Directed by J.A Bayona
I came home sick for the afternoon and after a nap I decided to tackle one of the 500 movies I’d been dreading. I remember seeing the trailer for this in the theatre with Michelle and we both got teary over just the trailer…it put me off seeing it, and I’ve been eyeing the entry in the 500 list with wariness.
If you leave aside the whole changing a Spanish family to a blonde/red headed white family, and the fact that despite the disaster taking place in Thailand and the story being centered around a tourist family… this is a fantastic movie.
It’s very raw, very wrenching, and I suspect the headliners of Ewan and Naomi are partially there so that the producers could get the money for all the special effects. If that is the case then it’s well worth it, because the scenes of the tsunami hitting are devastating. They’re hard and realistic and I had a bit of a panic response to it.
There’s no trying to make things easy for the characters, they’ve based the story on a true life story of survival against awful odds and there are no punches pulled. The wound make up is kind of harrowing in it’s realism. I flinched, I’m not afraid to say.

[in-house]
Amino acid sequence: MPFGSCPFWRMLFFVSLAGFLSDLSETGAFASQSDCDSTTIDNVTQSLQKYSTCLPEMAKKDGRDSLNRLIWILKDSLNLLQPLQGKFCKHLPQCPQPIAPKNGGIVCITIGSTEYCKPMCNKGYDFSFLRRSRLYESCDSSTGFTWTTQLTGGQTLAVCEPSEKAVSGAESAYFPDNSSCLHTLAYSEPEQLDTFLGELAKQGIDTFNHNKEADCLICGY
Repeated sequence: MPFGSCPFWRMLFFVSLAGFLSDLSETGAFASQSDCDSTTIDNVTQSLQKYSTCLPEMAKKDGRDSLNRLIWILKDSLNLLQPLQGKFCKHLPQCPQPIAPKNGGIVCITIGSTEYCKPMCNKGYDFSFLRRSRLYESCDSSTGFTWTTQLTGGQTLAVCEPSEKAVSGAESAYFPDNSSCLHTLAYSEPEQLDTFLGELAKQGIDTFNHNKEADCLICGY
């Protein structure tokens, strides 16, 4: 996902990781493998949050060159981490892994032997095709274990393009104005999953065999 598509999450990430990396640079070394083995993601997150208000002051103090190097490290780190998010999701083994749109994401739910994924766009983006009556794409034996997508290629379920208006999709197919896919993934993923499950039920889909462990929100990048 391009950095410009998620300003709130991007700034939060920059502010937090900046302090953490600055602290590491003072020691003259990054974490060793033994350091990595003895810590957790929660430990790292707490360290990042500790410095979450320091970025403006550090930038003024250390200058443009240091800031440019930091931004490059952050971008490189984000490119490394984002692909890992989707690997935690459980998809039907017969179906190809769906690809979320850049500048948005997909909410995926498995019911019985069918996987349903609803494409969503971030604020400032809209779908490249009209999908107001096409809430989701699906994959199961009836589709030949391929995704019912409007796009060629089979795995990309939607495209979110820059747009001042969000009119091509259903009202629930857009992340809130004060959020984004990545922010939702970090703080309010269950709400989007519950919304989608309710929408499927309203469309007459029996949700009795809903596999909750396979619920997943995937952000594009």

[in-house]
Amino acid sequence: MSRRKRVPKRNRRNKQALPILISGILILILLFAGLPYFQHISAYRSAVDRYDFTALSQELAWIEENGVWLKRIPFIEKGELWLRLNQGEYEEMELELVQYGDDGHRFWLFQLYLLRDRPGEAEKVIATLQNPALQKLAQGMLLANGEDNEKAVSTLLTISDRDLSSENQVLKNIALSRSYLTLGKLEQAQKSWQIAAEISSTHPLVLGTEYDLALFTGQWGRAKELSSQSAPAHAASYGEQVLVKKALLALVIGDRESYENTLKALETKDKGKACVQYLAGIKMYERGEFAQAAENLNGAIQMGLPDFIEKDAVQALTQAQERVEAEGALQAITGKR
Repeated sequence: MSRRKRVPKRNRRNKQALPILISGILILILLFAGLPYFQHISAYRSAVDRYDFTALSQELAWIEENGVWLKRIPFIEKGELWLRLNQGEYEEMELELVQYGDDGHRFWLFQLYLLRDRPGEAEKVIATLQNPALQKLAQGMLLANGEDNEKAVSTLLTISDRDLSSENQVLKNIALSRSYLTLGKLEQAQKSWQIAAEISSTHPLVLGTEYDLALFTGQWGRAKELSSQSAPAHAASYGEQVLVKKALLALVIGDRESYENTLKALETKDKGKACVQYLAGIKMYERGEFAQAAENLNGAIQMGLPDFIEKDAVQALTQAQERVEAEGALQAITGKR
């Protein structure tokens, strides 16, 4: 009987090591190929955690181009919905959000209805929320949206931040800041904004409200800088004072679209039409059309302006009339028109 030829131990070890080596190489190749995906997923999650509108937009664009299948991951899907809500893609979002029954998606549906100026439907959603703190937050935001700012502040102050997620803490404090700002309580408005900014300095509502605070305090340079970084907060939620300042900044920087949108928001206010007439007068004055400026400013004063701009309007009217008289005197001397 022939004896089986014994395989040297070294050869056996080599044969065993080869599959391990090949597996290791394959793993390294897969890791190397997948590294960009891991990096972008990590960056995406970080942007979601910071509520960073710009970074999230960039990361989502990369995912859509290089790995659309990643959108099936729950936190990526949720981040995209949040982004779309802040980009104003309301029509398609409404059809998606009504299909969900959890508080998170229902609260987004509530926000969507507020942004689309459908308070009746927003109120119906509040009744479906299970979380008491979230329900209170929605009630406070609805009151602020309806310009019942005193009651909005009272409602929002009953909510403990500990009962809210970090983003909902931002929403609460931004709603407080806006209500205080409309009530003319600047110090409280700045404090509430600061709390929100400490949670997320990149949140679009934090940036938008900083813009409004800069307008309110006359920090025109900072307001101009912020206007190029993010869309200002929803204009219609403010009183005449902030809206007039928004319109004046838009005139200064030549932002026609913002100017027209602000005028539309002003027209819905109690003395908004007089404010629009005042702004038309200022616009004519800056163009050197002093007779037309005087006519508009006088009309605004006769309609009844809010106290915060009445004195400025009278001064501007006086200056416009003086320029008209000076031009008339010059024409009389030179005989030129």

Does it make me love the people? Oh yes. The opening sequence is designed to show the Bennett family as ordinary, loving and with familiar flaws: worrying about whether they left the house alarm on, kids not getting on, then celebrating Christmas and letting loose beautiful paper lanterns. It’s a very carefully made sequence, because as the audience you know what’s coming so you’re waiting for it all to fall apart while they’re blithely enjoying their holiday.
Naomi and Ewan carry the film, but the actors playing their sons do an amazing job as well. Especially Tom Holland, as the oldest son Lucas. He has so much to do and he’s impressively good for a 16 year old.
I got annoyed at one point with a sequence of just missing each other, one person walking one way and the other coming down the stairs right after. I hate that kind of thing because it’s obvious but also because it is so freaking frustrating as a viewer! It did make the eventual reunion more satisfying though, I suppose.
Bechdel test: It does pass. A few times Naomi Watts’s Maria speaks to female hospital staff and to a brunette woman in the next bed over, but for the most part it’s men, and women talking to men. And mostly non-Thai people… which isn’t super awesome, let’s face it. I want to see this movie again with the story based around a Thai family… preferably one not attached to a tourist resort. There must be thousands of interesting stories of survival from the Thai people.
Best line: …. I can’t… I can’t think of any particular lines. Mostly Ewan screaming ‘Maria’ over and over in increasing states of despair.
State of Mind:
It’s amazing, and it’s harrowing. I can’t really state those points enough. It’s an amazing and harrowing movie.